The Nephilim were in the land in those days — and so also afterward (whenever the sons of God went to the daughters of man so that they gave birth for them); they were the heroes of antiquity, men of name. And YHWH saw that the evil of man was abundant in the land, and that the entire framework of the thoughts of his heart was only evil every day.— Genesis 6:1-5

Here we find that humanity has gone astray, especially in the areas of sexuality, matrimony and procreation. Following the pattern of the woman in the garden, who “saw… good… and took” (3:6), men have turned sex and marriage into matters of indiscriminate personal preference.

But that is not all. We also learn that “the Nephilim were in the land in those days… they were the heroes of antiquity, men of name” (v. 4). This is the Bible’s first use of the term gibbôr, “mighty man” or “hero,” and it refers to a big problem. Quite simply, that there are Nephilim-heroes in the land is a major cause of the flood

It is significant that the presence of these heroes in the land is a major reason for God to wipe out all of humanity (except for Noah and family). The clear implication of the text is that the Nephilim problem is one that is shared by all people. Indeed, the verse portrays women as the willing partners of men, as they give birth for them. Human beings are making their own heroes. Rather than calling on the name of YHWH, they seek to find hope (salvation), and greatness (glory) in the celebrity of their own names or in those of their Nephilim-heroes.

By perverting their child-bearing, human beings are effectively showing contempt for the first part of God’s creation blessing, “be fruitful and multiply.” These distortions of sex, marriage and child-bearing into idolatrous hero-making leads to the corruption of the second part of the blessing, the enjoinment to “fill the land,” for humanity is filling the land with violence. This is a state of affairs that grieves the heart of God, such that He observes of man “that the entire framework of the thoughts of his heart was only every day” (v.5).

Heroism in Act 3🔗

Once God has renovated creation with the flood, we find that the same two parts of the blessing, fruitful multiplying and the filling of the land, are once again major concerns of the text. Chapters 10 and 11 are entirely taken up with genealogies (multiplying) and a brief little narrative about man’s refusal to “scatter” (filling the land).

Standing out as unique among all those in the table of nations (ch. 10), is a particular character who is the Bible’s first individually named gibbôr.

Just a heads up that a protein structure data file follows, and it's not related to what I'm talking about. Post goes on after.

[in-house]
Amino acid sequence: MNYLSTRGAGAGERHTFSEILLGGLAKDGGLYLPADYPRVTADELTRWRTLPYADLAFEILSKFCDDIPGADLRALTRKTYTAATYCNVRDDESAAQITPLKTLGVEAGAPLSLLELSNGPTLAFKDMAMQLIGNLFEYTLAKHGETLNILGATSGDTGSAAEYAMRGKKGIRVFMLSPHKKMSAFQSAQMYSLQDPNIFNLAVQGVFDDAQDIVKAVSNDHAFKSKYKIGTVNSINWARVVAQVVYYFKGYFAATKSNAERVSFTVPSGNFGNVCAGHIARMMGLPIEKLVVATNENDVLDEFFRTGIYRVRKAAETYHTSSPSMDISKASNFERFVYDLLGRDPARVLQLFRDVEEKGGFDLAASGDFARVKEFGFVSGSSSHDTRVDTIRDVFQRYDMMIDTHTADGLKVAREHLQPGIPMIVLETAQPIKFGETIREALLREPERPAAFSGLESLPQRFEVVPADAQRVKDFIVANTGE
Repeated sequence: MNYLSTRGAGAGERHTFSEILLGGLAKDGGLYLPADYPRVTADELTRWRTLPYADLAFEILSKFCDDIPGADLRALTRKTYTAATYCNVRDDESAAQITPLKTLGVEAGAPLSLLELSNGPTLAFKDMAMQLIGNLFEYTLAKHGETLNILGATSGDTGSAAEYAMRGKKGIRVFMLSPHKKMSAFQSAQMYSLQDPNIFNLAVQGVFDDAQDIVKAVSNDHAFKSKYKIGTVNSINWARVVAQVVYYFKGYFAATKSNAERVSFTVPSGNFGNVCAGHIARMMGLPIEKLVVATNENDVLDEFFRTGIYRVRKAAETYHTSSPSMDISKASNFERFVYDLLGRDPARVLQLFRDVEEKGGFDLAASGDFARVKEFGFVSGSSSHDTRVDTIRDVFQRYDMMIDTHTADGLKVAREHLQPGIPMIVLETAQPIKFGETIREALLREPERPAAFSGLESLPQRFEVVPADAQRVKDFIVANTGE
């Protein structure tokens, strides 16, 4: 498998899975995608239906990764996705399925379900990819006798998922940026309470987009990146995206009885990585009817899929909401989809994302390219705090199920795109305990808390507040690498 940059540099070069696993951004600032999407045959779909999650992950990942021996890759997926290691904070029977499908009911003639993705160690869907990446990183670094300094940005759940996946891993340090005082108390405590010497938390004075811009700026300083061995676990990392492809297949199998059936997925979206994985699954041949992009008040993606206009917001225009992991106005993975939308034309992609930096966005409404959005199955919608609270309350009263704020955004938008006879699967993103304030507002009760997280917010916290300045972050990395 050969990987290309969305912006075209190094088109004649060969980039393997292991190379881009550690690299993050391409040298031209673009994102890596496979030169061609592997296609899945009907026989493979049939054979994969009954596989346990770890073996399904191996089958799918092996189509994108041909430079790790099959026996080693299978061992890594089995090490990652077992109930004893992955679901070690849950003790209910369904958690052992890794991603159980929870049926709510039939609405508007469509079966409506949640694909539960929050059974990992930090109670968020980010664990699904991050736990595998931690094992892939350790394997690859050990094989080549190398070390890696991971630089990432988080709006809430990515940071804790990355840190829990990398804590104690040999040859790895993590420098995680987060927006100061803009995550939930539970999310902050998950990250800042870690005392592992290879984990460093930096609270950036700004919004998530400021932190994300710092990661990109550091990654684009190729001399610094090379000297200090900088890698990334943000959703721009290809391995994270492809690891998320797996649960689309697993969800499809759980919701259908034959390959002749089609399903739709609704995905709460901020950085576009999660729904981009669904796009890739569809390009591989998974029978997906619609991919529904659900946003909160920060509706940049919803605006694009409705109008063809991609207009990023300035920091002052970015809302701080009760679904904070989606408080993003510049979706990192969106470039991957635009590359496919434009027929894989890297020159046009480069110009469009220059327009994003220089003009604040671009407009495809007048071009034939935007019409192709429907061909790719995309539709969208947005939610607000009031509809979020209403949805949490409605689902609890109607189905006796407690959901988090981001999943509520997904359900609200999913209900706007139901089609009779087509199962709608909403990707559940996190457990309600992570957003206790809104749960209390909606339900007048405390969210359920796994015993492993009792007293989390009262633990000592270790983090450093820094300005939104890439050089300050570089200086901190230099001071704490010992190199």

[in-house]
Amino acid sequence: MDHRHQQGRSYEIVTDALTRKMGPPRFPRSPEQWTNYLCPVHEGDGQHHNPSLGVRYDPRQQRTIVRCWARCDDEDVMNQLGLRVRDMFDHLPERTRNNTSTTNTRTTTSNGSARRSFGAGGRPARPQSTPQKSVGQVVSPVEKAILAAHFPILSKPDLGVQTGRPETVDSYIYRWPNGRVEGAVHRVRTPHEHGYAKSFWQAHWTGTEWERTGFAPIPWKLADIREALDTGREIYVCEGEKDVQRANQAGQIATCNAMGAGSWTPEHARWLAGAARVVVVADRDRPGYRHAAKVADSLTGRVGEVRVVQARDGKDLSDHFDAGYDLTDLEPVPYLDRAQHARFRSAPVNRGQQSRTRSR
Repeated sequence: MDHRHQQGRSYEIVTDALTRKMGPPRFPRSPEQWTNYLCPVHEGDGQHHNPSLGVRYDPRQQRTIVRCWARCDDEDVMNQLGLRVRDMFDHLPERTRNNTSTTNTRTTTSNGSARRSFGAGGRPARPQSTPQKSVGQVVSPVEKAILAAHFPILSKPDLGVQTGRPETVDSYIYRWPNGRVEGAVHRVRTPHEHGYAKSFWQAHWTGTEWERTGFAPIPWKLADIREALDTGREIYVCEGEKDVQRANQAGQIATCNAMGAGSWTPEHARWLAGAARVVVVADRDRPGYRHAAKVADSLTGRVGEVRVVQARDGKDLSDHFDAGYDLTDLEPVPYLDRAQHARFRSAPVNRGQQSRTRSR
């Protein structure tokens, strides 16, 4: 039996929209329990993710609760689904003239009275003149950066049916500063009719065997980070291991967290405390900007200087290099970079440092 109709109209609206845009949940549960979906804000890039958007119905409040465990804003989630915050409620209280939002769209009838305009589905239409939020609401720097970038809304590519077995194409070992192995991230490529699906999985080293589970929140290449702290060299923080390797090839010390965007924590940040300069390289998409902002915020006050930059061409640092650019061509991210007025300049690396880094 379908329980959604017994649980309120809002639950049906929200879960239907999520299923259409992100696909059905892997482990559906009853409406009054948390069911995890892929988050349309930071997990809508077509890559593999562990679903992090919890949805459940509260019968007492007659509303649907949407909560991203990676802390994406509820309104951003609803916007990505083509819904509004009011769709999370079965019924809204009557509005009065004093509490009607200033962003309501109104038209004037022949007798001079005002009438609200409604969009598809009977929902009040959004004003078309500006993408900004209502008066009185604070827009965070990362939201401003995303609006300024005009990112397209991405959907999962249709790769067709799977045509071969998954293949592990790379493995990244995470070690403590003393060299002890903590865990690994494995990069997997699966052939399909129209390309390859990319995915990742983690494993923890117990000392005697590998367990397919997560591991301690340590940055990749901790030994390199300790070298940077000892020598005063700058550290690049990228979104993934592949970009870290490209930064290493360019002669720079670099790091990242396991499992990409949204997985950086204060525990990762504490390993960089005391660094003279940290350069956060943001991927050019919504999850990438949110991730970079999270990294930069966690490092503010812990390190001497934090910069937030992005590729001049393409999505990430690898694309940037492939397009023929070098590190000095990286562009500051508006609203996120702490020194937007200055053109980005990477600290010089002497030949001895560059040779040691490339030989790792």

And Cush Begat Nimrod. He began to be a hero in the land. He was a hero of hunting before YHWH. Therefore, it is said, ‘Like Nimrod,’ that is, a hero of hunting before YHWH. — Gen. 10:8-9

That Nimrod is a “hero of hunting” probably means that he is a great provider and, thereby, a civic leader. The most basic and straightforward way to understand Nimrod’s name is to see it as a form of the verb marad, meaning “we will rebel.” And, tellingly, it is this hero that, during his time, the entirety of the human race chooses to follow.

Nimrod is the first person in the Bible specifically said to have a kingdom. In fact, he has two. The first will eventually become Babylon, and the second, Assyria. He leads the people to unify as one and to build a city with a tower to reach the heavens. Ironically, in following this hero, the people of the earth find not unity and greatness, but are ultimately scattered

Heroism, Then and Now🔗

Not much has changed since the Primeval Age. Human beings still long for restoration and greatness. After all, the echo of God’s promise in Genesis 3:15 to send a Hero to right all the wrongs of the world still resounds in the human heart. There is a yearning for this Hero. However, sadly, we prefer heroes of our own making.

Perhaps a way forward can be found in looking back: within the confines of Primeval Genesis, God allowed the label of “hero” (gibbôr) to be the province of the proud. However, these heroes never brought about any lasting greatness. On the other hand, among these so-called heroes, we find a fellowship of comparatively quiet souls who walk with the One True God in simple obedience, trusting Him as they occupy boats and tents. These are they who call on the name of YHWH and believe that there is salvation in no one else.

In doing so, they looked forward to the true Hero who has come, and who we can now look back upon. And, it is the sort of heroism that he modeled — a heroism that involved selfless humility rather than selfish pride — that we ought to stake our hopes on today, rather than that variety of heroism embraced by the modern-day “Nephilim” or “Nimrod.”